Collaboration on decarbonisation is a chance for Australia and Japan to exercise leadership, protect the region’s climate, boost security, and prepare the relationship’s future, Llewelyn Hughes and Richard Andrews write.
Foreign and diplomatic policy has been front and centre for Australia’s new Labor government. New Prime Minister Anthony Albanese hardly drew a breath before flying to Japan to meet the leaders of the United States, Japan, and India – the countries that, with Australia, form the Quadrilateral Security Dialogue.
Foreign Minister Penny Wong returned from that trip and immediately headed to Fiji as part of an emerging re-engagement strategy in the Pacific region before she and the Prime Minister again headed off, this time to Indonesia.
Australia’s renewed focus on climate policy was a key theme across their various meetings, sending a clear signal that the Labor government understands the issue’s importance not only to the natural environment, but also to the regional security environment.
Australia’s new 2030 target of a 43 per cent reduction in emissions compared to 2005 levels also signals that in Australia, as in Japan, which targets a 46 per cent emissions reduction compared to 2013, the climate debate has now shifted from the question of ‘whether’ to the question of ‘how’.
The combination of this new alignment of targets and the two countries’ shared strategic concerns creates a significant opportunity to deepen Australia’s crucial bilateral relationship with Japan, while helping to drive the low-carbon energy transition in both countries.
Under the previous Morrison government, Australia and Japan agreed to the Japan-Australia Partnership on Decarbonisation through Technology, and the Australian Government continues to work closely with Japan on a range of issues related to energy goods and services. Hydrogen and associated energy carriers such as ammonia are proving a new and fruitful area for bilateral collaboration.
At the recent Australian Hydrogen Conference, sessions on how to develop trade and investment between Japan and Australia in hydrogen were packed.
This shows that business and government in both countries can see an opportunity for the use of hydrogen to reduce emissions.
There is a lot that needs doing, including addressing the nature, timing, and scale of possible offtake agreements, assessing interest in providing investment capital in new projects and understanding the speed with which Japan realises its commitment to using more hydrogen within its domestic economy.
They must also get public policy right to ensure increased use of hydrogen leads to a reduction in greenhouse gas emissions in both countries. This includes the crucial issue of measuring and accounting for the emissions embedded in hydrogen.
There is a bigger and broader energy transition agenda that Australia and Japan can engage in together too – one that utilises the competitive advantages both bring to bear. There are three areas of potential near-term interest.
First, Australia and Japan have a decades-long partnership in trade and investment facilitating the production of steel. Emissions from steel production represent roughly eight per cent of total global emissions, and both governments now have the opportunity to collaborate to implement decarbonisation strategies for steel-making processes.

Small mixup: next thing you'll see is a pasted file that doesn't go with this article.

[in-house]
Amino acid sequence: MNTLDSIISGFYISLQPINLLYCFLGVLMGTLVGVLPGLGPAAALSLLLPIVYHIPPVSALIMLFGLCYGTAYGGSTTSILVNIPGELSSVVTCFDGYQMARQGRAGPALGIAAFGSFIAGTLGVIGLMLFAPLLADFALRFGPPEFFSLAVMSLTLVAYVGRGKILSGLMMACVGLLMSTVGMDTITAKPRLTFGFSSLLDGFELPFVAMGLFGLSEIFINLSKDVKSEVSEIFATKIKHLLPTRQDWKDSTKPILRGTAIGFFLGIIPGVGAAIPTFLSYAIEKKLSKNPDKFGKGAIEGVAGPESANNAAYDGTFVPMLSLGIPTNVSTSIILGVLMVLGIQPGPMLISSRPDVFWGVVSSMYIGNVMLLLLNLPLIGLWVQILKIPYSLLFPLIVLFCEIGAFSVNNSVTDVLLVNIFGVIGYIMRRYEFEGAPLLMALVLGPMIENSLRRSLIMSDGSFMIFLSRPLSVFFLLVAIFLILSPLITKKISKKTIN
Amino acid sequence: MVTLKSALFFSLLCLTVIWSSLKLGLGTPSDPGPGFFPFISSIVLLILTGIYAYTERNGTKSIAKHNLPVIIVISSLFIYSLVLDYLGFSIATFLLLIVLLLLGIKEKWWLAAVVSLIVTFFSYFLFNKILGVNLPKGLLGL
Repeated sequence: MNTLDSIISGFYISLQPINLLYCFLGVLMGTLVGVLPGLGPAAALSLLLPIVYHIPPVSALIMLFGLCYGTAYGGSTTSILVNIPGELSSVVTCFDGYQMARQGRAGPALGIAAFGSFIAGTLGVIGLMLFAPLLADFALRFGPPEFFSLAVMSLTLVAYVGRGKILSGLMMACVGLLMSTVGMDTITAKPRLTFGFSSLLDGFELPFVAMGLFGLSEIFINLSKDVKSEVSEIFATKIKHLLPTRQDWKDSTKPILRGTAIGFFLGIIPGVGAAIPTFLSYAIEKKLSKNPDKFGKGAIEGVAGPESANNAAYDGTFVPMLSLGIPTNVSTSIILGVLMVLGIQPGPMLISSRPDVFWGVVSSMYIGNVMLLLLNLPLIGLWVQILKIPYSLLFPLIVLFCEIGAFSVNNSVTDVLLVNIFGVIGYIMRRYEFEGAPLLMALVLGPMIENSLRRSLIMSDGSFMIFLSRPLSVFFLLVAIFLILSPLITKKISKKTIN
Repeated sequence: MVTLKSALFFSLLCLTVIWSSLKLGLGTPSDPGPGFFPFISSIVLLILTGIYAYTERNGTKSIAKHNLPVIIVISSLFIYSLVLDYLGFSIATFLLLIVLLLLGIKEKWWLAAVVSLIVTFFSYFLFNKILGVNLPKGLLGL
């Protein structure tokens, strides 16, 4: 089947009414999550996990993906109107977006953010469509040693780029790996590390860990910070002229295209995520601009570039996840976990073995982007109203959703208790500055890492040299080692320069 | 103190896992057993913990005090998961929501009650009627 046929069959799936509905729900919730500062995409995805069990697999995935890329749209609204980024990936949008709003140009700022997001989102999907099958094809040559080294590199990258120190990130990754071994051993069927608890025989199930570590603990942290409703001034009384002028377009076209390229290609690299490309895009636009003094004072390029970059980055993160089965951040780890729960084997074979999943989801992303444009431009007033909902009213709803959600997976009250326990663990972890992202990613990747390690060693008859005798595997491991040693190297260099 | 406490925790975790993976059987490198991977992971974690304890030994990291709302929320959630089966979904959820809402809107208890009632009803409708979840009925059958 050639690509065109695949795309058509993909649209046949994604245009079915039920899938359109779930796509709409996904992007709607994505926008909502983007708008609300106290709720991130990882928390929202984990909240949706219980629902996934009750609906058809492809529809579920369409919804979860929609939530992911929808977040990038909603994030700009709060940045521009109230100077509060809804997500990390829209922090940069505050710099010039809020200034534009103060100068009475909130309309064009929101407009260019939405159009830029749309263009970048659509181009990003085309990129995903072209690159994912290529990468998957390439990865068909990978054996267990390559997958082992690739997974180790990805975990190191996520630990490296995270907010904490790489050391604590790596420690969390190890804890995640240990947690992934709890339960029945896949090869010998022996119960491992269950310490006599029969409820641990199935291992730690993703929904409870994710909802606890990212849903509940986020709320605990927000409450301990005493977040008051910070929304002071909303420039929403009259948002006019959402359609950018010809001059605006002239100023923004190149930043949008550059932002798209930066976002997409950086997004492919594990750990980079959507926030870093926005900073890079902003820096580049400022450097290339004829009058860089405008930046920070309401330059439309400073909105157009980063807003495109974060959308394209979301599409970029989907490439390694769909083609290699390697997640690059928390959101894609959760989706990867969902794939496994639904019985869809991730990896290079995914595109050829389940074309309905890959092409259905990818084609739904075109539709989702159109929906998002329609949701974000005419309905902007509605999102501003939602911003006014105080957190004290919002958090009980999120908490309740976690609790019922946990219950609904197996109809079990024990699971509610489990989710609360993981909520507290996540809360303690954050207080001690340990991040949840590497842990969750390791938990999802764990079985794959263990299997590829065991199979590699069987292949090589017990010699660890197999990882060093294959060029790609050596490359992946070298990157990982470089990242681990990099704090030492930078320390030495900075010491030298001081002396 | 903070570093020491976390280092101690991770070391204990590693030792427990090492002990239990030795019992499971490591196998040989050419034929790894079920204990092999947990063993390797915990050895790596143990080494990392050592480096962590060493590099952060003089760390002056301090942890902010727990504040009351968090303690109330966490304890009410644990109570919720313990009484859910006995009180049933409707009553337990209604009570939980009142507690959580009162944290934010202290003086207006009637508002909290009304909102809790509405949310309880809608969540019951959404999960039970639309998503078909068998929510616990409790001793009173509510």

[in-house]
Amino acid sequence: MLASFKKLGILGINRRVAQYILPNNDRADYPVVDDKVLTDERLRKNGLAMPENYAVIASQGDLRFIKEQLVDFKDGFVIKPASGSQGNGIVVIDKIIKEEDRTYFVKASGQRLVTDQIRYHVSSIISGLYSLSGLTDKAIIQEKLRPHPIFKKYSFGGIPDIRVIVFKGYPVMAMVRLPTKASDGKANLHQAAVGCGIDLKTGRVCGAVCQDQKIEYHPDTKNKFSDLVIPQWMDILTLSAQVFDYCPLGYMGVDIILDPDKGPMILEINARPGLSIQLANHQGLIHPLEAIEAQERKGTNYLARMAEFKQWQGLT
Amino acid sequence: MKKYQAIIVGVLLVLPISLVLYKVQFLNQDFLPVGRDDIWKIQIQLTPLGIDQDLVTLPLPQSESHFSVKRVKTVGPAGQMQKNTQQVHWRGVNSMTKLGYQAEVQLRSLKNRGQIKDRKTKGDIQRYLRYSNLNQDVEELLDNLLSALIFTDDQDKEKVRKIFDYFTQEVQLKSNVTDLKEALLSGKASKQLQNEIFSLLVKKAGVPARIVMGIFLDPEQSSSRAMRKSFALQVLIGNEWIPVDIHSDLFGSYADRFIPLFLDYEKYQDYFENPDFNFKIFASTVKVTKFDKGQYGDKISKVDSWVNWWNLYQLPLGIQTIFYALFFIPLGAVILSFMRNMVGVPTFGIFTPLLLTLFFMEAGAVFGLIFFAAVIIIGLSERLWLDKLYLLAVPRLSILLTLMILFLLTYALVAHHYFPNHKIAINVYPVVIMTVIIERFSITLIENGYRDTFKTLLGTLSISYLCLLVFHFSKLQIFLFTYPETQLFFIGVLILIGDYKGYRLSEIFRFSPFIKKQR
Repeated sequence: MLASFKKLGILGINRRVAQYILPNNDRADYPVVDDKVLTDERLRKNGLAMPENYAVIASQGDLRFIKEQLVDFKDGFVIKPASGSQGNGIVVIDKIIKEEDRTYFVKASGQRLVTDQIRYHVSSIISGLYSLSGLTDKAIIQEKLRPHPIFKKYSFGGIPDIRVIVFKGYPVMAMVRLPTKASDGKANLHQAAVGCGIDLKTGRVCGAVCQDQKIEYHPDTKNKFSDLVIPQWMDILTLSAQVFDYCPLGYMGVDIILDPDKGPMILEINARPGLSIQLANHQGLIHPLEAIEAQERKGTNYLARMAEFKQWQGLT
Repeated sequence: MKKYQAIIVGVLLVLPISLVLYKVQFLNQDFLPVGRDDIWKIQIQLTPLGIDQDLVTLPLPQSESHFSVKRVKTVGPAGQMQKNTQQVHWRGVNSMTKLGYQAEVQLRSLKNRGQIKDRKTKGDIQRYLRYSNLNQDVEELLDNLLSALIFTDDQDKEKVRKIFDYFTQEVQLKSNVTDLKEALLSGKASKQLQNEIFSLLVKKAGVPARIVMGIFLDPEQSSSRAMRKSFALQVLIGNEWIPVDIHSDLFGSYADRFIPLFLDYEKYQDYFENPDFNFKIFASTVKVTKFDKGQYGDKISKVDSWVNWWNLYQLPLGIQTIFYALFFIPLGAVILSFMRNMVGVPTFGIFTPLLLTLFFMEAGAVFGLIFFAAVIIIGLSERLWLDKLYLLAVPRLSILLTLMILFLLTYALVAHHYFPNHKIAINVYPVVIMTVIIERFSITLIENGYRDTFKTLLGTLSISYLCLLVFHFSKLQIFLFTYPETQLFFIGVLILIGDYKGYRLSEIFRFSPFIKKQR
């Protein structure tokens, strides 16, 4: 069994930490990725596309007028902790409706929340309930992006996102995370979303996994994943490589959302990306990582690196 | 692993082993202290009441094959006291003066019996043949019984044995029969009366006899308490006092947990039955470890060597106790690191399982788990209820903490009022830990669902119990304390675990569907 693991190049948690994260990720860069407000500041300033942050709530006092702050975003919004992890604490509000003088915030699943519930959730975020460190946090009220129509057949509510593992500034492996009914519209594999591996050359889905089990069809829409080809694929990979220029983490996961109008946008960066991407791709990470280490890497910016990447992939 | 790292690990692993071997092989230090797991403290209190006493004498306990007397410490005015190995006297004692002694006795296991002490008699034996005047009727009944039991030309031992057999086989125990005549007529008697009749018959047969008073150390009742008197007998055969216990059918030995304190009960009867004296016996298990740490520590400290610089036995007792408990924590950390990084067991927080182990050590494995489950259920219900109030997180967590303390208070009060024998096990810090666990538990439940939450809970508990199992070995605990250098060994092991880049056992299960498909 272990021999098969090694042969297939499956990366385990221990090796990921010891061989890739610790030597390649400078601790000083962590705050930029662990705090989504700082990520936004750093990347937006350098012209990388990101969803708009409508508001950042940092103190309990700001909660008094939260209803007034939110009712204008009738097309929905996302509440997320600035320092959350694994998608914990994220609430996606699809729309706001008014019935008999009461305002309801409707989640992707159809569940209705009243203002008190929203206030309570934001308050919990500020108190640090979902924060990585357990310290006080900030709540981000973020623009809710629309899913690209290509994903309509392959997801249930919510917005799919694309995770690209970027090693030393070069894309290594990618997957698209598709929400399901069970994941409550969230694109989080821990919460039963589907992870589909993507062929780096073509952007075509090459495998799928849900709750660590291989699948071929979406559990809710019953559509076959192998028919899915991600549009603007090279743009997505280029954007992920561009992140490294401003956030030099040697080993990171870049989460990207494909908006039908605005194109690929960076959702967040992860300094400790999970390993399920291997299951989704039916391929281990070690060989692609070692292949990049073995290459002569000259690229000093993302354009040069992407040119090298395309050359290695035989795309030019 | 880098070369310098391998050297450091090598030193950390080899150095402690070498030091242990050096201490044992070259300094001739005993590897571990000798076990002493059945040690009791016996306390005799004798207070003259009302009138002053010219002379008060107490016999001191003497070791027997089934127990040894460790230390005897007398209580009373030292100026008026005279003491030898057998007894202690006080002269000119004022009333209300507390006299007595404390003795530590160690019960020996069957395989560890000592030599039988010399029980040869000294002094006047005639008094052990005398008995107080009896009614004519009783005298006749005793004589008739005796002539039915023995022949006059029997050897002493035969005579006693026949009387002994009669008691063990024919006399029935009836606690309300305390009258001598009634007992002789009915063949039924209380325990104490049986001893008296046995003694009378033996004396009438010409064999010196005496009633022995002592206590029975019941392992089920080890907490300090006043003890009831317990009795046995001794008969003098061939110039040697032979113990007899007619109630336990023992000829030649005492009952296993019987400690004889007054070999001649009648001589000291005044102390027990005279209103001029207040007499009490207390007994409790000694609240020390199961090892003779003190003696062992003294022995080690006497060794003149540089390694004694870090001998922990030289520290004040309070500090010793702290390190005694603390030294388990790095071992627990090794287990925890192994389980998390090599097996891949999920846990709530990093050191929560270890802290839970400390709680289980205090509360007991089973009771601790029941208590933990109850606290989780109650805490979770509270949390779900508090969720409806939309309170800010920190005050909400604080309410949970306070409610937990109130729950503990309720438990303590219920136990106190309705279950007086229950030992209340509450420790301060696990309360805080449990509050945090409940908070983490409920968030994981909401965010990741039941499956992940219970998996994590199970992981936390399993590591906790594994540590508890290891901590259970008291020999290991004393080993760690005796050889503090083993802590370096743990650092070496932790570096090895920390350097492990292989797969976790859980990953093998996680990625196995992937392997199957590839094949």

Second, Australia and Japan are increasing their share of electricity generated using renewable sources of energy, such as solar photovoltaics, and onshore and offshore wind. Japan is doing this at the same time it is building competitive electricity markets. Australia has deep experience managing low-carbon transition in its electricity markets that it could share with Japan.
Third, Australia and Japan also have a shared interest in supply chain diversification for primary resources that will be crucial in the energy transition. The two countries already have experience working together through Japan’s investments in Australian deposits of rare earth elements, but more can be done.
The benefits of further and deeper cooperation also reach beyond the bilateral.
The magnitude of Australia-Japan energy trade is enormous. If the scale of current energy trade were replicated for decarbonised fuels and products, it would be a systemic shift with implications for the whole region.
Collaboration would allow Australia and Japan to exercise leadership and influence that could enhance not only prosperity but also the region’s security, building the foundations of an open, rules-based trade in clean energy for the region, and protecting the climate.
While the government’s role is important, to maximise the chances of success it must also involve the business community, through initiatives like the Australia Japan Business Cooperation Committee’s Clean Energy Transition Committee. The research community will also play a crucial role in developing any shared agenda on energy transition.
There is already a model for how this might operate. Since 2016, Japan and Germany have been creating a shared understanding of the challenges and opportunities associated with the energy transition through the Germany-Japan Energy Transition Council.
A similar mechanism could build networks between the next generation of Australian and Japanese people committed to continuing to build on the past, and achieve a shared clean energy future.